(Bloomberg) -- JetBlue Airways Corp. lost access to Amsterdam’s Schiphol Airport next summer after the Dutch government trimmed capacity at the European hub, limiting takeoff and landing rights across all airlines.
The US carrier started serving Amsterdam in August, putting it at a disadvantage to rivals with longstanding rights. It previously said it would ask US authorities to bar Dutch flag-carrier KLM from John F. Kennedy International Airport by way of retaliation. JetBlue said in a statement Thursday that it will continue working to maintain its presence in Amsterdam.
“We believe the US and Dutch governments have an obligation under our historic Open Skies Agreement to ensure that JetBlue is granted continued access at Amsterdam’s only viable airport,” JetBlue said. The airline said its flights from New York and Boston have “already demonstrated a unique value to customers.”
Carriers with historical rights to Schiphol allocations will have to reduce their slots by 3.1% in the first stage of capacity next year, Hugo Thomassen, managing director of Airport Coordination Netherlands, or ACNL, told Bloomberg. JetBlue was among 24 new entrants denied any takeoff and landing rights, he said.
The 3.1% cull means Air France-KLM’s Dutch unit will lose rights to 5,700 flights in 2024 from the just-completed summer season, including the low-cost Transavia operation. Delta Air Lines Inc., a transatlantic partner to Air France-KLM, has been told to cut 252 takeoffs and landings, and EasyJet Plc will lose 693.
Delta has begun legal proceedings against the decision for conflicting with “national, European andinternational regulations,” the airline said in a statement. “This decision is in violation of the U.S.-EU Open Skies Agreement and will negatively impact consumers,” the airline said, adding that it believes it’s possible to balance sustainability priorities with passengers’ desire to travel.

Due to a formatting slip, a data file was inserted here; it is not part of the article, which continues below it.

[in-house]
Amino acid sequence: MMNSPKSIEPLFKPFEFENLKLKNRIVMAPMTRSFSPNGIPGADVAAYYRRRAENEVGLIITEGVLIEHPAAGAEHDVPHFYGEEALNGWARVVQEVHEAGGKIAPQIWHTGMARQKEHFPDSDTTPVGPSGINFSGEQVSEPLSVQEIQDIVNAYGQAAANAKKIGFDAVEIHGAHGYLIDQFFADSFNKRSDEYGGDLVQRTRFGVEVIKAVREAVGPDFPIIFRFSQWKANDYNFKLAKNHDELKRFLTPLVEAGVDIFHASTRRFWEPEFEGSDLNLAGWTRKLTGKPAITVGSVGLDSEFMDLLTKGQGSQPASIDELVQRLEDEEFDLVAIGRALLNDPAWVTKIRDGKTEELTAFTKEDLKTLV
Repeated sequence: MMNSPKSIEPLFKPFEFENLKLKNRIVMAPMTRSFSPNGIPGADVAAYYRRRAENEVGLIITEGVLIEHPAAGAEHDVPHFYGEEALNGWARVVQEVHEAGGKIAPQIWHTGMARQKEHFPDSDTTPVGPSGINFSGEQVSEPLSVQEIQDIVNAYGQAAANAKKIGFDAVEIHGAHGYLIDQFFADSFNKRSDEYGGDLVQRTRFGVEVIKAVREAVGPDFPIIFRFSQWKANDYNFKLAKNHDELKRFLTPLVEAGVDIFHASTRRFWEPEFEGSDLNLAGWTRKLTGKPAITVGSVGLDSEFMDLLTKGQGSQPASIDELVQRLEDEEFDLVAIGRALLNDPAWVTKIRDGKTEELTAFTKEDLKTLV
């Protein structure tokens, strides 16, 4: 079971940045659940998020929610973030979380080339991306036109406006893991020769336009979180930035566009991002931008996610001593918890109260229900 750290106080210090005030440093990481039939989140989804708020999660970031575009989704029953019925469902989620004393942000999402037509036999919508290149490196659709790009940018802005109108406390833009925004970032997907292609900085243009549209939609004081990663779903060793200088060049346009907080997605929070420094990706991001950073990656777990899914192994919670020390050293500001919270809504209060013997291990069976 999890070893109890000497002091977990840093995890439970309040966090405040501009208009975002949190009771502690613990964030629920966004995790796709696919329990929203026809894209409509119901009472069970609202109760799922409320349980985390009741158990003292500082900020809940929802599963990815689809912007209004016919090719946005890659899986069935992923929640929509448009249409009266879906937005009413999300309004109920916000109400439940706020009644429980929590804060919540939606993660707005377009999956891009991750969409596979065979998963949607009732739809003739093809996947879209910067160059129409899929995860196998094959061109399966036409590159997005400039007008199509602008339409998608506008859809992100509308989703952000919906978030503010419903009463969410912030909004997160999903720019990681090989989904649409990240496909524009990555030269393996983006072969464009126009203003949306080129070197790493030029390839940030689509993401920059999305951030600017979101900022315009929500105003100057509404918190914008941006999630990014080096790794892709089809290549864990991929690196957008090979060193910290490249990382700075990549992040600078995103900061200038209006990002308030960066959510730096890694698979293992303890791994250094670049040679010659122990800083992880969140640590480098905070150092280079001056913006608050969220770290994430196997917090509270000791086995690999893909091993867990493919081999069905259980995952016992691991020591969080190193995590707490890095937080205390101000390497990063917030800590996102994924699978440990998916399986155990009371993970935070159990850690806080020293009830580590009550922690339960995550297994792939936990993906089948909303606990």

EasyJet said it’ll adjust its schedule to conform to the cutbacks, which amount to two round-trip flights per day for the UK discounter.
The Dutch government ultimately plans to reduce annual flights at state-owned Schiphol by about 10% to 452,500 to reduce noise pollution. The restrictions have triggered objections from airlines including KLM, which is still partly owned by the government.
KLM is “disappointed” by its allocation for the season running from late March through October 2024, it said in an emailed statement. The airline said it’s focused on a court appeal challenging the government’s implementation of next year’s cuts on grounds it “does not comply with laws and regulations.”
KLM had already anticipated it would have to fly 17 fewer daily flights next summer. The airline will have to lose some European destinations as a result of the slot constraints, which impacts its long-haul business, KLM Chief Executive Officer Marjan Rintel said in an interview with Bloomberg earlier this week.
--With assistance from Kate Duffy.
(Updates with EasyJet comment in seventh paragraph)
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